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Search Results: 1 - 10 of 463169 matches for " Mostafa A. Mousa "
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Air Cooling of Mini-Channel Heat Sink in Electronic Devices  [PDF]
Mousa M. Mohamed, Mostafa A. Abd El-Baky
Journal of Electronics Cooling and Thermal Control (JECTC) , 2013, DOI: 10.4236/jectc.2013.32007
Abstract: Heat transfer experiments were conducted to investigate the thermal performance of air cooling through mini-channel heat sink with various configurations. Two types of channels have been used, one has a rectangular cross section area of 5 × 18 mm2 and the other is triangular with dimension of 5 × 9 mm2. Four channels of each configuration have been etched on copper block of 40 mm width,30 mm height, and 200 mm length. The measurements were performed in steady state with air flow rates of 0.002 - 0.005 m3/s, heating powers of 80 - 200 W and channel base temperatures of 48°C, 51°C, 55°C and 60°C. The results showed that the heat transfer to air stream is increased with increasing both of air mass flow rate and channel base temperature. The rectangular channels have better thermal performance than trian- gular ones at the same conditions. Analytical fin approach of 1-D and 2-D model were used to predict the heat transfer rate and outlet air temperature from channels heat sink. Theoretical results have been compared with experimental data. The predicted values for outlet air temperatures using the two models agree well with a deviation less than ±10%. But for the heat transfer data, the deviation is about +30% to –60% for 1-D model, and –5% to –80% for 2-D model. The global Nusselt number of the present experimental data is empirically correlated as \"\" with accuracy of ±20% for \"\" and compared with other literature correlations.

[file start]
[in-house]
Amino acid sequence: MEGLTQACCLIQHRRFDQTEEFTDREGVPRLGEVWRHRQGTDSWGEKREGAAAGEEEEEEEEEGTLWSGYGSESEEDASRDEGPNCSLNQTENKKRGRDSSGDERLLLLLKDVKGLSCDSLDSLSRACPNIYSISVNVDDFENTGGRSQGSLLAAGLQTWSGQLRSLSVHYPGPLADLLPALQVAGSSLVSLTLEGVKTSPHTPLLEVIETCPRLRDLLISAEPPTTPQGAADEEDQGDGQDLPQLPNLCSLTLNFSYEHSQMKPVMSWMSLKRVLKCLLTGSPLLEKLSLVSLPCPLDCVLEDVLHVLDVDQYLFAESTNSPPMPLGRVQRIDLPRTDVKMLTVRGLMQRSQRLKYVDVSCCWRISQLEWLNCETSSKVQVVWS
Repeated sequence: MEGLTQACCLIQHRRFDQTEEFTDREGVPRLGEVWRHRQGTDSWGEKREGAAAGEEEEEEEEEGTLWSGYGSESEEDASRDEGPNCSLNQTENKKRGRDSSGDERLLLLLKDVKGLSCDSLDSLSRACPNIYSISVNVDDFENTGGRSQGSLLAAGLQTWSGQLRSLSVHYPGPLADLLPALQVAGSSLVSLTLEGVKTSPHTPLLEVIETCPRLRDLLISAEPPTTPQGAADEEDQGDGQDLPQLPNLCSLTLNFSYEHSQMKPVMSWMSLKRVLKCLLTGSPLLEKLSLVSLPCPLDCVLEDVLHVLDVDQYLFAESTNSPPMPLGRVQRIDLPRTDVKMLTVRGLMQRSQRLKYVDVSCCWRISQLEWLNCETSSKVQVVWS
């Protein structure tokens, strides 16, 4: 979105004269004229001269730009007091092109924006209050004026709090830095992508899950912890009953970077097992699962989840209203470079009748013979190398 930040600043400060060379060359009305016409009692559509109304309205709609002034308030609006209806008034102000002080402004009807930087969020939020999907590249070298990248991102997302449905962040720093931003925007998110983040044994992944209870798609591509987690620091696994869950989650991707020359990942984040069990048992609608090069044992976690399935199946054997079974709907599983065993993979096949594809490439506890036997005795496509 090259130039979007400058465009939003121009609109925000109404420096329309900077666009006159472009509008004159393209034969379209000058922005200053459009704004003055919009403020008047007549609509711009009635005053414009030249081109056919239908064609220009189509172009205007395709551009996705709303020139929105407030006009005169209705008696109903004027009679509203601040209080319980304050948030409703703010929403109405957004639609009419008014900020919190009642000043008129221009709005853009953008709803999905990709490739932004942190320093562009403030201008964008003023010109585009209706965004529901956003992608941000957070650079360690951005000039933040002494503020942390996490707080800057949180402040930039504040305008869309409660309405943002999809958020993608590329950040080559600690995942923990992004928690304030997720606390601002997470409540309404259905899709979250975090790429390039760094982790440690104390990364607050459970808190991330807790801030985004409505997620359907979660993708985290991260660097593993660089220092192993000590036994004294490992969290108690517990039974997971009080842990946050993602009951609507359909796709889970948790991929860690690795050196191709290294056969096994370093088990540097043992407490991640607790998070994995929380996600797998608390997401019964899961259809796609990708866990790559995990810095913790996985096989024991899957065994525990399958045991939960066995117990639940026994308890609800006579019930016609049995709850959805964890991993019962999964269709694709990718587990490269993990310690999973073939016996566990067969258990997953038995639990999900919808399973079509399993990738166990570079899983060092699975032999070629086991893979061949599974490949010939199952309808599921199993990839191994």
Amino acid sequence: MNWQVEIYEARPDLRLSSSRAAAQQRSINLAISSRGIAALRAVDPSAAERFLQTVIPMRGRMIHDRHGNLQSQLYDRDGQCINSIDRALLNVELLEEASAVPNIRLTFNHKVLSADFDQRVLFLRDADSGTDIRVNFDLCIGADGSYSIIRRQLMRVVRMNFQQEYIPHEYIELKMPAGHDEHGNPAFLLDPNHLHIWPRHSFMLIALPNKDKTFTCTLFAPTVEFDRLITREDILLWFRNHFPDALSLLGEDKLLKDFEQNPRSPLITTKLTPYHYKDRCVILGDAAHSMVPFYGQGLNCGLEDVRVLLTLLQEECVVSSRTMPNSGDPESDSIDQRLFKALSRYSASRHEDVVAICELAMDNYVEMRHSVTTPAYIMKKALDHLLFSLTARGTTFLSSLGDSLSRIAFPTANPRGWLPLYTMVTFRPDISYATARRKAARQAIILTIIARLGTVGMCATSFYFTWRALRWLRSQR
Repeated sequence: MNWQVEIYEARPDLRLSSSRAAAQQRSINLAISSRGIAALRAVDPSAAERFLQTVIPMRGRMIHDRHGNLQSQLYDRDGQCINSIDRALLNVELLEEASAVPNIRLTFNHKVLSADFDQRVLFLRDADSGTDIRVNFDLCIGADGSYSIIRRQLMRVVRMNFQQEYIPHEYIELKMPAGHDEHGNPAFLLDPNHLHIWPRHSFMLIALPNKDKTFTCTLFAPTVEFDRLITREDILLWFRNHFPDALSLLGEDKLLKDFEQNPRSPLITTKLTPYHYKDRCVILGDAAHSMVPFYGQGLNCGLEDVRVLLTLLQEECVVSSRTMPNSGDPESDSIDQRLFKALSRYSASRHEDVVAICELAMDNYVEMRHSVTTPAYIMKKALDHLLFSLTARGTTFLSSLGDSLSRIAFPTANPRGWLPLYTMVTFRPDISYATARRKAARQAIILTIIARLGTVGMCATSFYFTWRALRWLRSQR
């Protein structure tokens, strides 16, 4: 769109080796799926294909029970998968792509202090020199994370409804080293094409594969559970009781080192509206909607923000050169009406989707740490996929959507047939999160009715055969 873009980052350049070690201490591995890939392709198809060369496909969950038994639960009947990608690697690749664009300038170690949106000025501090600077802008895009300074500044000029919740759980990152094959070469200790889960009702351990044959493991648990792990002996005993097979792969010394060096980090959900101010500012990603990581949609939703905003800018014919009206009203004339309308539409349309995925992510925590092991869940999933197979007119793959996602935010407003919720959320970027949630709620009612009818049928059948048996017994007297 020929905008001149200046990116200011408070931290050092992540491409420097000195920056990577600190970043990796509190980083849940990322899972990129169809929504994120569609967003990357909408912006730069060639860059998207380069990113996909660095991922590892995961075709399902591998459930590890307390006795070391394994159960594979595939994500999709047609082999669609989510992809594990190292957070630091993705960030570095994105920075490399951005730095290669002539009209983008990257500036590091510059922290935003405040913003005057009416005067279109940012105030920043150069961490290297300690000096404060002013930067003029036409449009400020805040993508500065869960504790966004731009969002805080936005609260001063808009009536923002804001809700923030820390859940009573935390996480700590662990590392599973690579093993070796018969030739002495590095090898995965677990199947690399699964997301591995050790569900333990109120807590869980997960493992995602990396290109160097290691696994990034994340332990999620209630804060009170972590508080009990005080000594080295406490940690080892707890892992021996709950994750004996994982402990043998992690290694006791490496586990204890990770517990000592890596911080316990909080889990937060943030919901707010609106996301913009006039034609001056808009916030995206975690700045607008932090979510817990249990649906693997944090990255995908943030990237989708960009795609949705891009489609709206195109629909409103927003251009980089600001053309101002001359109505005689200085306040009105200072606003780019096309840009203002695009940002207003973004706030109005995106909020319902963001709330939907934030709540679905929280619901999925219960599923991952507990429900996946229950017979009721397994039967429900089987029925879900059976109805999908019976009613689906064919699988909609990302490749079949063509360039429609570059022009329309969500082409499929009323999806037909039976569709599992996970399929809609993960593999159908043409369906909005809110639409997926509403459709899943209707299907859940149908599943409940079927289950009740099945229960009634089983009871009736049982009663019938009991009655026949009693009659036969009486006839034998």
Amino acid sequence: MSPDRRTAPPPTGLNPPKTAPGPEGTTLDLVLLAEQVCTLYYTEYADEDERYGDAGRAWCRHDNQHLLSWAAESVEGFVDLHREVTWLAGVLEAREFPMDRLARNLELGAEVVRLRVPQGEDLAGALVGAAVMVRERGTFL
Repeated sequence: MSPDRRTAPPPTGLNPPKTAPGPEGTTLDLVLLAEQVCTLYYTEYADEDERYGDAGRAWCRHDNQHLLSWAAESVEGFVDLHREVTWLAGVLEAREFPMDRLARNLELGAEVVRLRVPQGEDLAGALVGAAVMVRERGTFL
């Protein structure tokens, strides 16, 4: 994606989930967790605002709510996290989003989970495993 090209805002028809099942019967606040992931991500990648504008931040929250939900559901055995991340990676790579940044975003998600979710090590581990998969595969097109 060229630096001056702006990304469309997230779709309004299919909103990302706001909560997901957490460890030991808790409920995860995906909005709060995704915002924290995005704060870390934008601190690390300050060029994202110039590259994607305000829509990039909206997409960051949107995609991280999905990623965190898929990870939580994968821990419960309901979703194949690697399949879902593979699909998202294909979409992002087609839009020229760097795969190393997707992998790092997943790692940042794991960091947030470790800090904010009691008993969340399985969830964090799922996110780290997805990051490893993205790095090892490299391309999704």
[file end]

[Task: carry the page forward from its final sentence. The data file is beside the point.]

The effect of maternal thyroxine injection on growth, survival and development of the digestive system of Nile tilapia, Oreochromis niloticus, larvae  [PDF]
Noha A. Khalil, Hassan M. M. Khalaf Allah, Mostafa A. Mousa
Advances in Bioscience and Biotechnology (ABB) , 2011, DOI: 10.4236/abb.2011.25047
Abstract: The present study deals with the effect of exogenous treatment of O. niloticus females with L-thyroxine (T4) on the development of the digestive system during larval rearing, and its subsequent effect on larval growth and survival. The development of the digestive tract and accessory glands was investigated histologically and histochemically in the developing O. niloticus larvae, from control and T4-treated spawners. During yolk-sac absorption, the digestive system of the fish underwent further differentiation and the rudimentary alimentary canal became segmented into four different histological regions: the buccopharynx, oesophagus, stomach and intestine. The injection of females O. niloticus with thyroxine (1 or 10 μg T4/g BW) greatly enhanced the development of the digestive tract and accessory glands of larvae as indicated by the quantitative and qualitative changes of the mucus composition from predominantly neutral to a mixture of neutral and acid mucosubstances, or acid mucosubstances occurred during the rearing period for the larvae produced from T4-treated females. This may be due to the direct effect of exogenous thyroxine, which might have been transferred from maternal circulation into the oocytes and larvae, on the synthesis of proteins, which increased with larval development. Thus, thyroxine directly or indirectly improved O. niloticus larval growth, since a marked increase in both, length and weight of larvae occurred during the experimental period. In addition, larvae from treated females also gave a significantly higher survival rate than that of control. It could be concluded that exogenous T4 in maternal circulation might have been transferred into oocytes and larvae. The transferred thyroid hormone appears to play some role in the early development of larvae and may confer a distinct advantage for the growth of the offspring of the Nile tilapia, O. niloticus.